American Sniper Review

In all honesty, this started out as a spoiler-free review, but I’ve been engaging with too much content about this film to keep it that way.

American Sniper seems to have audiences split; you either love it, or you hate America. Apparently. I personally loved certain portions of the film, but I also understand why such a film can be quite dangerous.

Let’s start with the stylistic devices used in Sniper: From the start of the film you feel that Eastwood’s cast and crew are doing a fairly decent job with suspense; the opening sequence has got a ton of it – but I won’t give you any details here. An issue for me was that many of the action sequences that followed felt like they were straight out of a Call of Duty game: killing some evil foreigners in their own country.

There’s also the issue that, whether you want it to or not, this movie automatically brings up talk and debate about war, and specifically the Iraq war (and invasion) that is a very controversial topic.

I mean, you get this kind of hate speech flying around:

American Sniper Hate Speech

That kind of idiocy doesn’t deserve your time, so don’t linger on it too long. For now, you can check out this interesting response to being criticized for criticizing by Drew McWeeny from Hitfix:

Why we are allowed to hate a movie about the military.

What I enjoyed about the film was Cooper’s performance. You have to appreciate his insane physical transformation, as well as capturing the essence of PTSD (or some version of it) so well.

Here’s the thing: I feel like there are many war movies that captured it a lot better:

Jarhead, for one, is one of my all-time favourite films that blatantly illustrates the pointlessness of the abyss to which the soldier’s mind travels in war. Beautifully summed up in this quote by Swofford, the lead in the film:

“A story. A man fires a rifle for many years. and he goes to war. And afterwards he comes home, and he sees that whatever else he may do with his life – build a house, love a woman, change his son’s diaper – he will always remain a jarhead. And all the jarheads killing and dying, they will always be me. We are still in the desert.”

Apocalypse Now went to the depths of a man’s soul,lost deep in the Jungle of his own mind, wrestling in vain with his own being…. The horror…. It’s summed up in the tragic monologue by Brando when Willard meets Kurtz. You see that haunted face pop out of the shadows, and you know why Brando is remembered for Apocalypse Now more than Sheen is.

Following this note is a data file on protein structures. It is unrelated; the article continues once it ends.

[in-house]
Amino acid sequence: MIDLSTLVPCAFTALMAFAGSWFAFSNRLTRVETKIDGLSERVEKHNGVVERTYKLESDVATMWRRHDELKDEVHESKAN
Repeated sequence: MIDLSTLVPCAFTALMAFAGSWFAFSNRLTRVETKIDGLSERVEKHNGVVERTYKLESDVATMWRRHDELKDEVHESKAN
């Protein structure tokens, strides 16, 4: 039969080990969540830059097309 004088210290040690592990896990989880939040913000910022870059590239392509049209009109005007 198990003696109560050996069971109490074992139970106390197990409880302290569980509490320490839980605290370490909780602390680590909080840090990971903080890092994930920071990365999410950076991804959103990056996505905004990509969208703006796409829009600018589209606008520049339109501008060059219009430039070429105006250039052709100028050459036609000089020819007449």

I’ve seen horrors… horrors that you’ve seen. But you have no right to call me a murderer. You have a right to kill me. You have a right to do that… but you have no right to judge me. It’s impossible for words to describe what is necessary to those who do not know what horror means. Horror… Horror has a face… and you must make a friend of horror.

Full Metal Jacket brings us a conscious soldier, as connected to the truth of the brutality of war as he is to the violent acts committed with his own hands. This is very apparent in the “duality of man” scene.

My issue with American Sniper is that it’s not better than these films. Heck, it’s not better than The Hurt Locker or Zero Dark Thirty (i.e. the general army-praising films that get a free pass into the Oscar race). By the way, I loved The Hurt Locker.

I don’t dislike American Sniper because of the subject matter; I dislike it because I don’t think it’s a great film. It’s a good film, but not a great film.

American Sniper has been nominated for 6 Oscars, including Best Picture. You can watch the trailer below.

Bonus! Everyone has been talking about this scene from American Sniper. Yes, director Clint Eastwood thought it would be perfectly okay to use a fake baby for quite a lengthy scene where the two main characters are actually passing the baby back and forth.

Then again, Mr. Eastwood was never one for subtlety.

In conclusion, all I can say is that Fury was indeed the best war movie of 2014. You can find the trailer for Fury below:

Rating: 6.8/10

See it/ Don’t see it: See it, it’s a decent movie.

About the Author: Stephen is co-founder of BTG Lifestyle, filmmaker and critic who understands the power of film, to do good and evil.

Stevo

Creator. Adventure Seeker. Geek. Thinker. Editor-in-Chief at BTG Lifestyle. Lover of film, coffee, tech, travel & photography.

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